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Curcumin as a Natural Remedy for Atherosclerosis: A Pharmacological Review

Centre of Biodiversity Conservation & Management, G.B.Pant National Institute of Himalayan Environment, Almora 263643, Uttarakhand, India
School of Pharmaceutical Sciences, Lovely Professional University, Phagwara 144411, Punjab, India
Department of Endocrinology, Division of Life Sciences and Medicine, The First Affiliated Hospital of USTC, University of Science and Technology of China, Hefei 230037, China
Department of Pharmacy, Huadu District People’s Hospital, Southern Medical University, Guangzhou 510800, China
Authors to whom correspondence should be addressed.
Molecules 2021, 26(13), 4036;
Received: 29 March 2021 / Revised: 27 June 2021 / Accepted: 28 June 2021 / Published: 1 July 2021
(This article belongs to the Special Issue Natural Products for Cardiovascular Disease)


Curcumin, a natural polyphenolic compound present in Curcuma longa L. rhizomes, shows potent antioxidant, anti-inflammatory, anti-cancer, and anti-atherosclerotic properties. Atherosclerosis is a comprehensive term for a series of degenerative and hyperplasic lesions such as thickening or sclerosis in large- and medium-sized arteries, causing decreased vascular-wall elasticity and lumen diameter. Atherosclerotic cerebro-cardiovascular disease has become a major concern for human health in recent years due to its clinical sequalae of strokes and heart attacks. Curcumin concoction treatment modulates several important signaling pathways related to cellular migration, proliferation, cholesterol homeostasis, inflammation, and gene transcription, among other relevant actions. Here, we provide an overview of curcumin in atherosclerosis prevention and disclose the underlying mechanisms of action of its anti-atherosclerotic effects.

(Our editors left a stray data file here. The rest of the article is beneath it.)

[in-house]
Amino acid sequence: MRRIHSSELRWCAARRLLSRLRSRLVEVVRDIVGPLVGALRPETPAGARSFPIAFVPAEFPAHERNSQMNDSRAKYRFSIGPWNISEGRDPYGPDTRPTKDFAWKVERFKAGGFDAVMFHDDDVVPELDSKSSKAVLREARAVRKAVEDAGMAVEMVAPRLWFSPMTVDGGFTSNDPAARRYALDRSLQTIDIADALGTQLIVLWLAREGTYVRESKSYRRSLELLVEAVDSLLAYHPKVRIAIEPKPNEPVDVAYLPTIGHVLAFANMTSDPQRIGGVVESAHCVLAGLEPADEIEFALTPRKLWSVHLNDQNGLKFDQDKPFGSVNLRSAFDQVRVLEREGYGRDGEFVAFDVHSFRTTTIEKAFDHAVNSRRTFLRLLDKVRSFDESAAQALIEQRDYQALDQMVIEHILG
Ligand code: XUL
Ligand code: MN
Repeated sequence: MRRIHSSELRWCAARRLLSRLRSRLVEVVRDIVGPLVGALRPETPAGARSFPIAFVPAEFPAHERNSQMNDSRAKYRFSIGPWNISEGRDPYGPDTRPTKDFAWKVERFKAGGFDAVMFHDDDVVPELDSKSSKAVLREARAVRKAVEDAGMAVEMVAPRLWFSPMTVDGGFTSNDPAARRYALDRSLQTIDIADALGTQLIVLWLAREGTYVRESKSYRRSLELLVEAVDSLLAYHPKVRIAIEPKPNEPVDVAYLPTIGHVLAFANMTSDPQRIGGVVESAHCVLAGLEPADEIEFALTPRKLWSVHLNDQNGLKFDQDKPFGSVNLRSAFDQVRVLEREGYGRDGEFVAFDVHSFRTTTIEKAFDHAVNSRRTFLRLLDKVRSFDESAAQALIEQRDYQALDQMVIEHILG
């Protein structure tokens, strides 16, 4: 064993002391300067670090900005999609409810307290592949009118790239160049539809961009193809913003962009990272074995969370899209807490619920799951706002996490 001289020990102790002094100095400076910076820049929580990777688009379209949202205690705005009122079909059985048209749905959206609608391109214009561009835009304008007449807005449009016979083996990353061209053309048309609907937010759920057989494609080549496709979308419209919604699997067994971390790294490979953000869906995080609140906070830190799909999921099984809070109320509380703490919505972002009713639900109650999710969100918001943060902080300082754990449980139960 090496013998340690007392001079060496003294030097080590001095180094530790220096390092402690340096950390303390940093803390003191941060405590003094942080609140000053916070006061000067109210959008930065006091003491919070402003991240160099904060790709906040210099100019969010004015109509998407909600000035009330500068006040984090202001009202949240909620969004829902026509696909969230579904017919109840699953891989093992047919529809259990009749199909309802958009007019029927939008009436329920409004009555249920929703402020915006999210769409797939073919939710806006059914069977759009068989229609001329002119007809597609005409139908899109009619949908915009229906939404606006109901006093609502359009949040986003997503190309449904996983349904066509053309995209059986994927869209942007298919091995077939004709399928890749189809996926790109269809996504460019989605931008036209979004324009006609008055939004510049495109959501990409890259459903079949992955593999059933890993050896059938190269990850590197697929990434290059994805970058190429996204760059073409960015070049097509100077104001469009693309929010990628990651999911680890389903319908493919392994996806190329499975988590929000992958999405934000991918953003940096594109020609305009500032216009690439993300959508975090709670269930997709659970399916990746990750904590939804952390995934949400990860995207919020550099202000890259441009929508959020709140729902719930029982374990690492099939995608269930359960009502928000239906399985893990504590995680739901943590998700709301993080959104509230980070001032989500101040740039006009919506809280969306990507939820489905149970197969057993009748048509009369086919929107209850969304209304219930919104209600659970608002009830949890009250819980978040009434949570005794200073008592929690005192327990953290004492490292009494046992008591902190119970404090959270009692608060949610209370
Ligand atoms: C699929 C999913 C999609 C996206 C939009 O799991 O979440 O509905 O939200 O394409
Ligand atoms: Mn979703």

1. Introduction

Atherosclerosis is a common cause of cerebro-cardiovascular disease and is an age-related chronic large-artery condition that develops in adult and aged patients [1]. The pathogenesis of atherosclerosis is multifaceted. Numerous investigations have highlighted hyperlipidemia, diabetes, smoking, hypertension, and other cardiovascular risk factors which mediate oxidative stress causing damage to vascular endothelial cells. They also cause infiltration of low-density lipoproteins (LDL) into the sub-endothelial space, monocyte chemotaxis, aggregation below the endothelium, and platelet activation leading to chronic inflammatory responses in vascular walls [2,3,4,5]. Atherosclerosis is the pathological basis for many cerebro-cardiovascular diseases and acute cerebro-cardiovascular events such as myocardial infarction and ischemic stroke, making it a serious public health concern [6,7]. Anti-arteriosclerotic traditional Chinese medicines (TCM) are widely used in Chinese clinical practice with a good safety profile and lasting efficacy [8,9]. Many traditional medicines used in TCM and other traditional medicine systems such as Ayurveda including turmeric and ginseng have anti-atherosclerotic effects [10,11].